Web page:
No problem. I was present when you were leaving the Pontiac. Your driver is called Wickramasinghe. Up-country resident, most reliable. Down here people are hopeless.
I disliked him more each time he spoke. You’re not from around here? I asked him.
No, no! I’m a Colombo chap. These people are impossible scoundrels. Every one of the blighters has a knife in his belt, guaranteed.
When the waiter brought the check, he signed it with a rapid flourish and stood up. Shall we be going on to the house, then?
No one answered, but all three of us rose and reluctantly moved off with him in the direction of the exit gate. The hired car was there; Mr. Wickramasinghe saluted us from behind the wheel.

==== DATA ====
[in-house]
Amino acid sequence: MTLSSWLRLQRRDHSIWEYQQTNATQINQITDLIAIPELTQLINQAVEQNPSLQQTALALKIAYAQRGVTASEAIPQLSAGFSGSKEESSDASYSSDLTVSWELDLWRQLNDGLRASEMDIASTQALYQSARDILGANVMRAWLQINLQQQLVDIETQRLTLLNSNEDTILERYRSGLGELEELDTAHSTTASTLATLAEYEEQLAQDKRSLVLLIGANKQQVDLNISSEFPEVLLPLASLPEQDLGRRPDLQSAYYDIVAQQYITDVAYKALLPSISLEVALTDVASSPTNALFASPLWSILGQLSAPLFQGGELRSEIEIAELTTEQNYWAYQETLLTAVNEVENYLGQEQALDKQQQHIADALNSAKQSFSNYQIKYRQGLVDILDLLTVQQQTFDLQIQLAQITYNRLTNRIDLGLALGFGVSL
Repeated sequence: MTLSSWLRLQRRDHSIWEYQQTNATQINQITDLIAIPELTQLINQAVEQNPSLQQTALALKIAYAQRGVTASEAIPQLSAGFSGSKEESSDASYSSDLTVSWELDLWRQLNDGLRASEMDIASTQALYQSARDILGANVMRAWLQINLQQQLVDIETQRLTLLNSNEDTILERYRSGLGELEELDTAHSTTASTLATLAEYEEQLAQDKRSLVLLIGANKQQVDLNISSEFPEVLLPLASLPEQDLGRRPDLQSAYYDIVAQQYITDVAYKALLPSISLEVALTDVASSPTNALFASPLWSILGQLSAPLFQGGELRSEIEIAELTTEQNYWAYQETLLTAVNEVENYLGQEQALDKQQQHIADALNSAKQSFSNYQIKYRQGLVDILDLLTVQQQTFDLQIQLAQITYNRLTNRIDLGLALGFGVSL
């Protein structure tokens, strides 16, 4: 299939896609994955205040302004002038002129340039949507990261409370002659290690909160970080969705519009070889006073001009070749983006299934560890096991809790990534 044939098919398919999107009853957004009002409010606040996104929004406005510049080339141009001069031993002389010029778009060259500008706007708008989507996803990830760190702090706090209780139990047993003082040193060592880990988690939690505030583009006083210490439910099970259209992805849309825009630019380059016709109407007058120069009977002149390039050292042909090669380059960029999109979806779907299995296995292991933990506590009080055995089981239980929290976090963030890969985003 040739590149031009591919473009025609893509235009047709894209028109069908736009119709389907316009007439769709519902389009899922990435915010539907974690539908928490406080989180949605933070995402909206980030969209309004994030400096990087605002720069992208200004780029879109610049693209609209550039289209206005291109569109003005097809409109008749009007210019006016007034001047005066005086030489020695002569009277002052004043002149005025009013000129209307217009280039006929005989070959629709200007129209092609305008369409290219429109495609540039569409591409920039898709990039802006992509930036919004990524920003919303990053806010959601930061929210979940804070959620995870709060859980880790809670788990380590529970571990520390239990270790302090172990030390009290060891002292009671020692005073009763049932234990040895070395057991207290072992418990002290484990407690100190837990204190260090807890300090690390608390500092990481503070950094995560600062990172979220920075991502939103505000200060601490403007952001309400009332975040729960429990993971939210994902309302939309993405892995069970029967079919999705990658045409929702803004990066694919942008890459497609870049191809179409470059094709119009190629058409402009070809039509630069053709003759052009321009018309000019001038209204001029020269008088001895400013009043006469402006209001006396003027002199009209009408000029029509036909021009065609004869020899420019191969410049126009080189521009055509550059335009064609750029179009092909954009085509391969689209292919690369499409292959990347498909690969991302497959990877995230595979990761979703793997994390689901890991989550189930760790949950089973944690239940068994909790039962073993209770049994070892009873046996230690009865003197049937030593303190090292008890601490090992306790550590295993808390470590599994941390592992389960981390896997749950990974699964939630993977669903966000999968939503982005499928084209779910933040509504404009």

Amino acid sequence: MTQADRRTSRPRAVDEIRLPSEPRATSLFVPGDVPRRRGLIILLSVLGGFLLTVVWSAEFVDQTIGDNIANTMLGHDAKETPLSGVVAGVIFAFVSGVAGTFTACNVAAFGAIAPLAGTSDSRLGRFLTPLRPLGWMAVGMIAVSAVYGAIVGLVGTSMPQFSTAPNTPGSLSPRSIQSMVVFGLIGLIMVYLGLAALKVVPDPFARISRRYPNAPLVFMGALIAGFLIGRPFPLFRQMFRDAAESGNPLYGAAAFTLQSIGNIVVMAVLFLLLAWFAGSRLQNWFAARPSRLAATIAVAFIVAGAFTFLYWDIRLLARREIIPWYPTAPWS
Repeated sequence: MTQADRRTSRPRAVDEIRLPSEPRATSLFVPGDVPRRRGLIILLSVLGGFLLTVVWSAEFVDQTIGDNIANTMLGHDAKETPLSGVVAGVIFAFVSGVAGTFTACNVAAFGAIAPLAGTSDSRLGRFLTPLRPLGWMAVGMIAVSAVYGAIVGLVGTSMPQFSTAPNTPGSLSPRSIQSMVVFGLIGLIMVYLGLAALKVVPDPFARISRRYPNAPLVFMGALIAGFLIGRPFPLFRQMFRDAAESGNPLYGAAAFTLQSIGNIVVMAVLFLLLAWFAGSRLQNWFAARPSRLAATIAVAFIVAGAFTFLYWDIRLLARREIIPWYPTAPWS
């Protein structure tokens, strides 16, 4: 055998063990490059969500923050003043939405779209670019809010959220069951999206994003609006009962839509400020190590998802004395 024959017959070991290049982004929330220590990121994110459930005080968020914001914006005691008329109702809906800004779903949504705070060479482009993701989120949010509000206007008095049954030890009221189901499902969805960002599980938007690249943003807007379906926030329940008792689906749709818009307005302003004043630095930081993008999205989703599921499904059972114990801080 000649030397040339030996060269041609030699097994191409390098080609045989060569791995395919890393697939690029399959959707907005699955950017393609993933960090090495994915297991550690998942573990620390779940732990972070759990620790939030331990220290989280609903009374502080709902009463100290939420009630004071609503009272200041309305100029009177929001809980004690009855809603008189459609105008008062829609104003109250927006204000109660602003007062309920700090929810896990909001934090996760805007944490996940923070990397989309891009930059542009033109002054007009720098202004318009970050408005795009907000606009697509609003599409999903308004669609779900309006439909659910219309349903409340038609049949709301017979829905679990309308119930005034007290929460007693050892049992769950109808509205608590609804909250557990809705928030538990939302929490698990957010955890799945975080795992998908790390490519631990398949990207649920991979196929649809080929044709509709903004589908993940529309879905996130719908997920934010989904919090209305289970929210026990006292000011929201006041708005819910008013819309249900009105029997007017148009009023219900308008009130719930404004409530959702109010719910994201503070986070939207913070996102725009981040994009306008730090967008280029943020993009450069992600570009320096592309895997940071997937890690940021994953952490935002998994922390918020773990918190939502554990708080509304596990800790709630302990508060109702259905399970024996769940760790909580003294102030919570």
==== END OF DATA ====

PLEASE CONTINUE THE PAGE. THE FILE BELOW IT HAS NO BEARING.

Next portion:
The afternoon heat had gone, leaving only a pocket here and there beneath the trees where the air was still. Originally the lane where we were walking had been wide enough to admit a bullock- car, but the vegetation encroaching on each side had narrowed it to little more than a footpath.
At the end of the lane were two concrete gateposts with no gate between them. We passed through, and went into a large compound bordered on two sides by ruined stables. With the exception of one small ell, the house was entirely hidden by high bushes and flowering trees. As we came to a doorway the young man stopped and turned to us, holding up one finger. No noises here, isn’t it? Only birds.
It was the hour when the birds begin to awaken from their daytime lethargy. An indeterminate twittering came from the trees. He lowered his finger and turned back to the door. Mornings they are singing. Now not.